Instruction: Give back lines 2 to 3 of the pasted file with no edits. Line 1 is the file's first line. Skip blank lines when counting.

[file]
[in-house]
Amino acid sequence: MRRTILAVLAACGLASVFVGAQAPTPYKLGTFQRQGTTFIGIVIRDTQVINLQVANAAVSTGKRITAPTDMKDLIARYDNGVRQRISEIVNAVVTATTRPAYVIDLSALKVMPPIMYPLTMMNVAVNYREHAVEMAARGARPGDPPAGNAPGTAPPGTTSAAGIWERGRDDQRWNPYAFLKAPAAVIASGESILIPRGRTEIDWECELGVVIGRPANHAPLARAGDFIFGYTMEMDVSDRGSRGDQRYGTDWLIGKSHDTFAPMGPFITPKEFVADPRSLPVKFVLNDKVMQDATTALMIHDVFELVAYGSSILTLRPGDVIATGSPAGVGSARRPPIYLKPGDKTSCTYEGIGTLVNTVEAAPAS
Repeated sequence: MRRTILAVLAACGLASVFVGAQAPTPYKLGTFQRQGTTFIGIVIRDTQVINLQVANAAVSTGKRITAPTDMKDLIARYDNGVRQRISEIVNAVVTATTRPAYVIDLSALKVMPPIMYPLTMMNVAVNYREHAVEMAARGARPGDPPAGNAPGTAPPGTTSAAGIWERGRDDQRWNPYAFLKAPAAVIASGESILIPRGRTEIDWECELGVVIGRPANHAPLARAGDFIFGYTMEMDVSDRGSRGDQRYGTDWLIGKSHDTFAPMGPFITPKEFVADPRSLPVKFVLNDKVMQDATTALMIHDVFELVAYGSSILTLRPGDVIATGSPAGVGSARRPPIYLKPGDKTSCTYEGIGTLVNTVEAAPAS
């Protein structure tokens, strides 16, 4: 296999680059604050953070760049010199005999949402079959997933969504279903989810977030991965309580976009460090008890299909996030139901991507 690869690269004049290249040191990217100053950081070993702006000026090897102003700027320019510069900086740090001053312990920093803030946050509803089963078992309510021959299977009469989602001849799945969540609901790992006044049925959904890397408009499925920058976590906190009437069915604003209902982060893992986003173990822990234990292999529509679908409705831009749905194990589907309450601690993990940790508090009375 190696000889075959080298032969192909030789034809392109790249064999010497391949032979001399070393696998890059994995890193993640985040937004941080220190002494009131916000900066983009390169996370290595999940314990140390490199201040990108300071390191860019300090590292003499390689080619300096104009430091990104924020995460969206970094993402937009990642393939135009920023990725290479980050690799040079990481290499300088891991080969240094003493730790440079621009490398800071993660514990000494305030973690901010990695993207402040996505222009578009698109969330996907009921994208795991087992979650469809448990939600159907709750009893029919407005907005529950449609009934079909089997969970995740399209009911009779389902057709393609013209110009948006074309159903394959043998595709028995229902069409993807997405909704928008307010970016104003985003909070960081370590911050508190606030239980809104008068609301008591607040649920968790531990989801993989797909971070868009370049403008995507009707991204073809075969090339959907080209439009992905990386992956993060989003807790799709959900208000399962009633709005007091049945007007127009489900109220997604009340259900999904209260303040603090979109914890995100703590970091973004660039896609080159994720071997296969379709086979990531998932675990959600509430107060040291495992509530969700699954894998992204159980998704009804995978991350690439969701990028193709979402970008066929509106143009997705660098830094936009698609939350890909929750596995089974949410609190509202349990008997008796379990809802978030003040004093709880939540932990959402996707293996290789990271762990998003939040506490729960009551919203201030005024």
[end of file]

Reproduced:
Amino acid sequence: MRRTILAVLAACGLASVFVGAQAPTPYKLGTFQRQGTTFIGIVIRDTQVINLQVANAAVSTGKRITAPTDMKDLIARYDNGVRQRISEIVNAVVTATTRPAYVIDLSALKVMPPIMYPLTMMNVAVNYREHAVEMAARGARPGDPPAGNAPGTAPPGTTSAAGIWERGRDDQRWNPYAFLKAPAAVIASGESILIPRGRTEIDWECELGVVIGRPANHAPLARAGDFIFGYTMEMDVSDRGSRGDQRYGTDWLIGKSHDTFAPMGPFITPKEFVADPRSLPVKFVLNDKVMQDATTALMIHDVFELVAYGSSILTLRPGDVIATGSPAGVGSARRPPIYLKPGDKTSCTYEGIGTLVNTVEAAPAS
Repeated sequence: MRRTILAVLAACGLASVFVGAQAPTPYKLGTFQRQGTTFIGIVIRDTQVINLQVANAAVSTGKRITAPTDMKDLIARYDNGVRQRISEIVNAVVTATTRPAYVIDLSALKVMPPIMYPLTMMNVAVNYREHAVEMAARGARPGDPPAGNAPGTAPPGTTSAAGIWERGRDDQRWNPYAFLKAPAAVIASGESILIPRGRTEIDWECELGVVIGRPANHAPLARAGDFIFGYTMEMDVSDRGSRGDQRYGTDWLIGKSHDTFAPMGPFITPKEFVADPRSLPVKFVLNDKVMQDATTALMIHDVFELVAYGSSILTLRPGDVIATGSPAGVGSARRPPIYLKPGDKTSCTYEGIGTLVNTVEAAPAS